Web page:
I was visiting my parents over Labor Day weekend when I saw an advertisement in the paper for the Bristol Rhythm and Roots Festival. Reading through the list of events, I was excited to learn about Gilbert Nelson’s Bluegrass Jam Camp that was part of the Festival. It had been years since I had played any bluegrass style songs, and I made a decision to sign up for the camp. For the last many years, I have been playing rock, blues, and country. I had, however, written a couple of country songs that were more on the bluegrass side of town and wanted to see what I could pick up through the camp. In the above picture (courtesy of Becky Campbell Photography from Johnson City TN), you can see me smiling as I performed with my new bluegrass friends at the Jam Camp.
The camp was four days, Tuesday through Friday, and was held at the Jubilee House Retreat and Conference Center in Abingdon VA. Gilbert Nelson is a certified teacher of the Wernick Method of learning to jam. The camp and the instructors were fantastic! Gilbert, his wife Leigh, and their team of fellow instructors Dee, Alan, and Bob were great to work with. On the third day we were divided into bands, picked a name for our group, and worked on a couple of songs to perform that night for friends and folks from the local community. It was great to see everyone step up and the concert by all accounts was a success! My parents came to the concert on Thursday and thoroughly enjoyed it. My Dad said that he hadn’t seen me smile that much in ages.
Above is a picture (courtesy of Becky Campbell Photography) of all those that participated in the jam camp. Guitar, mandolin, fiddle, banjo, dobro, and bass were all well represented. That’s me in the black shirt kneeling in the front row. When I was getting ready to leave on Thursday night, Alan (the mandolin instruct0r), said “hey you want to stick around and play a few tunes before you leave?” So I asked my parents to come out on the patio and proceeded to jam with Alan, Gilbert, Bob, and a couple of my fellow students. That was truly one of the highlights of the jam camp. On Friday, the group did a performance on the main stage at the Bristol Rhythm and Roots Festival. Unfortunately, I missed the performance due to a prior obligation in DC.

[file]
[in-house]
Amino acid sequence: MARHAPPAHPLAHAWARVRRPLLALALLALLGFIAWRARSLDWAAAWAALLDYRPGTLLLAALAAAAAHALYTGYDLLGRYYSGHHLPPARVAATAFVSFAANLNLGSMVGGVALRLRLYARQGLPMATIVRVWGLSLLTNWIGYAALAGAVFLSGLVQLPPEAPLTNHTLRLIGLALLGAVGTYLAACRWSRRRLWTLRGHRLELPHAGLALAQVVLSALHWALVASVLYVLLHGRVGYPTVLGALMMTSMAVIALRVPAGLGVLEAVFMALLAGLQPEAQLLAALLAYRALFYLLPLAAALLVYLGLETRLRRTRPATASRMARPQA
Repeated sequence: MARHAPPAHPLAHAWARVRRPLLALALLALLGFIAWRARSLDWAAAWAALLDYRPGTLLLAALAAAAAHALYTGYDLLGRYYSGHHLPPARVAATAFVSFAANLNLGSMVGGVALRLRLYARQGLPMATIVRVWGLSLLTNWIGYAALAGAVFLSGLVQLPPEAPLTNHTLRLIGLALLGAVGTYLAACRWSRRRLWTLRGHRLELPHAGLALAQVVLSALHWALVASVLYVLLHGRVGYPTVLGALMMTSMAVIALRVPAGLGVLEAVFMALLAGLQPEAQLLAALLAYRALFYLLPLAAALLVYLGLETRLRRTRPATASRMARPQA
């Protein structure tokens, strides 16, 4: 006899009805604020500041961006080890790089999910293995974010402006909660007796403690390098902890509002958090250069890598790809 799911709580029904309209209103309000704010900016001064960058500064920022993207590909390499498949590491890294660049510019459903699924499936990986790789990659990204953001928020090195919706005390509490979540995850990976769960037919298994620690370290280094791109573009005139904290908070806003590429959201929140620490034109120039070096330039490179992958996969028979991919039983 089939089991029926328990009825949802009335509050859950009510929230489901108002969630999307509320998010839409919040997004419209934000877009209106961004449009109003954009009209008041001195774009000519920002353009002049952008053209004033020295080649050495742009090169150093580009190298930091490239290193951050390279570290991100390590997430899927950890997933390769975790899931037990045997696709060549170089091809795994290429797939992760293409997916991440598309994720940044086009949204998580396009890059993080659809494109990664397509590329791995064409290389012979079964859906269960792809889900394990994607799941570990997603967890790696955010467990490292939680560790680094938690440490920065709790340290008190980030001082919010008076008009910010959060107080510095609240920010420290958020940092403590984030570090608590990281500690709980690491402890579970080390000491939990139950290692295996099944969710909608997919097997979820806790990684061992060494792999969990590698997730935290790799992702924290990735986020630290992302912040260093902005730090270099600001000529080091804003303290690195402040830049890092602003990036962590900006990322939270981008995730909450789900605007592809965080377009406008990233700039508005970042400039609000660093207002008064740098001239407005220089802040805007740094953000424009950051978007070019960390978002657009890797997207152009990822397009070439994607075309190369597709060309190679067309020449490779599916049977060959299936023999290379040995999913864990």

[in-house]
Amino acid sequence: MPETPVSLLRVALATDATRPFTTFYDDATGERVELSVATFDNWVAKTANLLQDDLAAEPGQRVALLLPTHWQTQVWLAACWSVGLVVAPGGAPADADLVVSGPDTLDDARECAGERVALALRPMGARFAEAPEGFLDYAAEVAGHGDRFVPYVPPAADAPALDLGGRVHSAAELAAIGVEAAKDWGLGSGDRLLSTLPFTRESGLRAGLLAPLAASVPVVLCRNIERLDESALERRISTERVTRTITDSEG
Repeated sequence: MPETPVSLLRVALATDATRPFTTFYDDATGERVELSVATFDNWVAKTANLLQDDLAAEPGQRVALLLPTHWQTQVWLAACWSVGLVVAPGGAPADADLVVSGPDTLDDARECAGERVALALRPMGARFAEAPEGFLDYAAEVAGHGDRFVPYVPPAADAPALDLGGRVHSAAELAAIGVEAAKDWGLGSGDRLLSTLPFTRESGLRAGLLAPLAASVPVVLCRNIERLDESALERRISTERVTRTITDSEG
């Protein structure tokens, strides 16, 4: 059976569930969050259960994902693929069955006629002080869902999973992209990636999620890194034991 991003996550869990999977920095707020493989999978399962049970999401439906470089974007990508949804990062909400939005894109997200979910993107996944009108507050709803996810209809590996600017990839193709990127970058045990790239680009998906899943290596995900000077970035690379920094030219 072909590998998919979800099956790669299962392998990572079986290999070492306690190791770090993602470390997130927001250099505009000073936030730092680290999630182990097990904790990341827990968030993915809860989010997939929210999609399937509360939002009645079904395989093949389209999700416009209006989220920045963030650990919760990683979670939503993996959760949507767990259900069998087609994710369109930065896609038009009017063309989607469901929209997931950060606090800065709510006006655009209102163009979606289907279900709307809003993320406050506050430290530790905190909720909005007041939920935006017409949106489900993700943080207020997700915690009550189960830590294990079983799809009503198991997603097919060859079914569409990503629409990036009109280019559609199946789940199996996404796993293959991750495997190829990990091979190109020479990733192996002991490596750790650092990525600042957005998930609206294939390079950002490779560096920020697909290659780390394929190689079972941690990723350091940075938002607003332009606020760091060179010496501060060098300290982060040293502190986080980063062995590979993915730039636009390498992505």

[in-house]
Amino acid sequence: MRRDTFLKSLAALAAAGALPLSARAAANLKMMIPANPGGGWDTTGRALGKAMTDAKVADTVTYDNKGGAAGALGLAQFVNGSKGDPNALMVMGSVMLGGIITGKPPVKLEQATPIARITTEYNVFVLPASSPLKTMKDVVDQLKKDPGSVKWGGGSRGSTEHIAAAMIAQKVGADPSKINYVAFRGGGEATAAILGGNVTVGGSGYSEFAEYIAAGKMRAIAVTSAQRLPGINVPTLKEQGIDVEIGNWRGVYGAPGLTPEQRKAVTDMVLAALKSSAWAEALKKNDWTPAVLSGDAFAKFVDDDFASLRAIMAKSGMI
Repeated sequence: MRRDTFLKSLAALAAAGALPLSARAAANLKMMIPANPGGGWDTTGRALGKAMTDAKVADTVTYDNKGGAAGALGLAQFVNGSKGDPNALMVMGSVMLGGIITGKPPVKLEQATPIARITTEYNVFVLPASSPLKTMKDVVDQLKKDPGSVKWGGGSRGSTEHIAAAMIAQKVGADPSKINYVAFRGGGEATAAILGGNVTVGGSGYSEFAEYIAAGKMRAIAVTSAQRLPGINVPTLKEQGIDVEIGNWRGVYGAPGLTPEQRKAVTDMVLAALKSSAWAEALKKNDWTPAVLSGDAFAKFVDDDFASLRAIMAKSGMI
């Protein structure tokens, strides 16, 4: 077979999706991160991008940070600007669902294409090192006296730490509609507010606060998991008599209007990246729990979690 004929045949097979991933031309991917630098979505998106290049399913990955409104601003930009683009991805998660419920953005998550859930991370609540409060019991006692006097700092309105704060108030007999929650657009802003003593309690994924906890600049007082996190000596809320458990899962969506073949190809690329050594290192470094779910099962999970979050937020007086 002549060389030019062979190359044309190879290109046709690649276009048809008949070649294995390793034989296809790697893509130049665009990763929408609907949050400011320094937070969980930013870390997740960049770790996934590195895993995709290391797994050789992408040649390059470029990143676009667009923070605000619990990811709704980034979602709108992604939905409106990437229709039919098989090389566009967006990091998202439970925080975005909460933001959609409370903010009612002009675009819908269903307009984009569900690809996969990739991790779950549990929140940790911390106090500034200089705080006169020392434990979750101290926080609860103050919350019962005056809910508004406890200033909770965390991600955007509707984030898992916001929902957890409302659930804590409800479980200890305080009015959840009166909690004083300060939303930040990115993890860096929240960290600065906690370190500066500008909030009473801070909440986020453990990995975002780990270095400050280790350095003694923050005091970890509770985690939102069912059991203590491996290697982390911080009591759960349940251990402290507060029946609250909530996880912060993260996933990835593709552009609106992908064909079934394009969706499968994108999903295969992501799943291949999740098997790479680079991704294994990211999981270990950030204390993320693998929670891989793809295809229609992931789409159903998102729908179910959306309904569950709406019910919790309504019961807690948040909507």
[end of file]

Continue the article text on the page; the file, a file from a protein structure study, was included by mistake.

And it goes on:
A week or so later I attended the IBMA Award show in Raleigh at the Duke Energy Center for the Performing Arts. It was filled with fantastic performances and I got to see firsthand some of the hottest acts in bluegrass. The next two days, I attended two open jam sessions hosted by Pete Wernick and Gilbert at the IBMA conference. It was fun to jam with others that were there to take in the IBMA World of Bluegrass. The second day was exceptionally fun. We sounded so good that we had a small crowd around us at the Raleigh Convention Center – including the two gentleman that worked at the information desk. After the open jam was over, I stayed and had the privilege of jamming with Pete, Gilbert, and a couple of other Wernick instructors. Needless to say, it was a whirlwind of a two week immersion into the world of bluegrass. Looking back, it was a great experience and I’m grateful for the “authenticity” and “realness” in the music that I heard and in the people that I met. Truly a refreshing change of scenery. There is a happiness that seems to emanate from roots music and the culture is very refreshing.
On the final day of the IBMA Festival, I was able to watch Flatt Lonesome play inside the convention center and showcase attendees by letting them come up and sing with them in “Bluegrass Karaoke.” Later that night at the Red Hat Amphitheatre, I enjoyed watching the two closing acts: the Steep Canyon Rangers, and Del McCoury.
I have a feeling that I’m going to enjoy bluegrass more and more in the coming years. Just a couple of weeks ago, I was able to sit down with my 88 year old uncle, James, and jam with him. Within days that was followed by jamming with Chuck, a family friend, and then with my niece Allison. It’s nice to take the time to appreciate one of the greatest gifts in life – music – and share it with others. And bluegrass is definitely a little slice of heaven worth including in the mix…